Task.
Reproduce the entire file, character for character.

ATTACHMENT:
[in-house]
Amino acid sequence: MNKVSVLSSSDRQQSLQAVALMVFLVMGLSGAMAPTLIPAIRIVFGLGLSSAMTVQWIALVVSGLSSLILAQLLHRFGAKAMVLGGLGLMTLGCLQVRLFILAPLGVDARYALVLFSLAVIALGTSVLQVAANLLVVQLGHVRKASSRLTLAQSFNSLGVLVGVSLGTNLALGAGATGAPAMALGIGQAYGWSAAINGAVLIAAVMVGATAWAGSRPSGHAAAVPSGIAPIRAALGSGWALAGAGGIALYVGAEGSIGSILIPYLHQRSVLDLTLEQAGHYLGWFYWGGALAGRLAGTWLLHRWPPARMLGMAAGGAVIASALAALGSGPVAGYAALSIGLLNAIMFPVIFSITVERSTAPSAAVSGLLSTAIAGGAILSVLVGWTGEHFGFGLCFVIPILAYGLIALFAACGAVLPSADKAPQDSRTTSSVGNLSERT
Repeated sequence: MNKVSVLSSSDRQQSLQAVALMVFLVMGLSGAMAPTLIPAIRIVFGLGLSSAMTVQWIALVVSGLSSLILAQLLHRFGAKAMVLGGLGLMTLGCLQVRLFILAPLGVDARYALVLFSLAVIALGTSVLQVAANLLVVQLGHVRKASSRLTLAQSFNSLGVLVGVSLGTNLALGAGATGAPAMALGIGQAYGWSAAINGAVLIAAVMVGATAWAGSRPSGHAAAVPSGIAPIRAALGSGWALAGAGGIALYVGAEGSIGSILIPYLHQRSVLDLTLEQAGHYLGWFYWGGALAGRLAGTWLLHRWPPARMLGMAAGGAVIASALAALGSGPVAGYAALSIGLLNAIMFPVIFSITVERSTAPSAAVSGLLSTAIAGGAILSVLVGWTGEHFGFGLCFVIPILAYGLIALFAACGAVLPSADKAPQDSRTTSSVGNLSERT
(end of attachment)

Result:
[in-house]
Amino acid sequence: MNKVSVLSSSDRQQSLQAVALMVFLVMGLSGAMAPTLIPAIRIVFGLGLSSAMTVQWIALVVSGLSSLILAQLLHRFGAKAMVLGGLGLMTLGCLQVRLFILAPLGVDARYALVLFSLAVIALGTSVLQVAANLLVVQLGHVRKASSRLTLAQSFNSLGVLVGVSLGTNLALGAGATGAPAMALGIGQAYGWSAAINGAVLIAAVMVGATAWAGSRPSGHAAAVPSGIAPIRAALGSGWALAGAGGIALYVGAEGSIGSILIPYLHQRSVLDLTLEQAGHYLGWFYWGGALAGRLAGTWLLHRWPPARMLGMAAGGAVIASALAALGSGPVAGYAALSIGLLNAIMFPVIFSITVERSTAPSAAVSGLLSTAIAGGAILSVLVGWTGEHFGFGLCFVIPILAYGLIALFAACGAVLPSADKAPQDSRTTSSVGNLSERT
Repeated sequence: MNKVSVLSSSDRQQSLQAVALMVFLVMGLSGAMAPTLIPAIRIVFGLGLSSAMTVQWIALVVSGLSSLILAQLLHRFGAKAMVLGGLGLMTLGCLQVRLFILAPLGVDARYALVLFSLAVIALGTSVLQVAANLLVVQLGHVRKASSRLTLAQSFNSLGVLVGVSLGTNLALGAGATGAPAMALGIGQAYGWSAAINGAVLIAAVMVGATAWAGSRPSGHAAAVPSGIAPIRAALGSGWALAGAGGIALYVGAEGSIGSILIPYLHQRSVLDLTLEQAGHYLGWFYWGGALAGRLAGTWLLHRWPPARMLGMAAGGAVIASALAALGSGPVAGYAALSIGLLNAIMFPVIFSITVERSTAPSAAVSGLLSTAIAGGAILSVLVGWTGEHFGFGLCFVIPILAYGLIALFAACGAVLPSADKAPQDSRTTSSVGNLSERT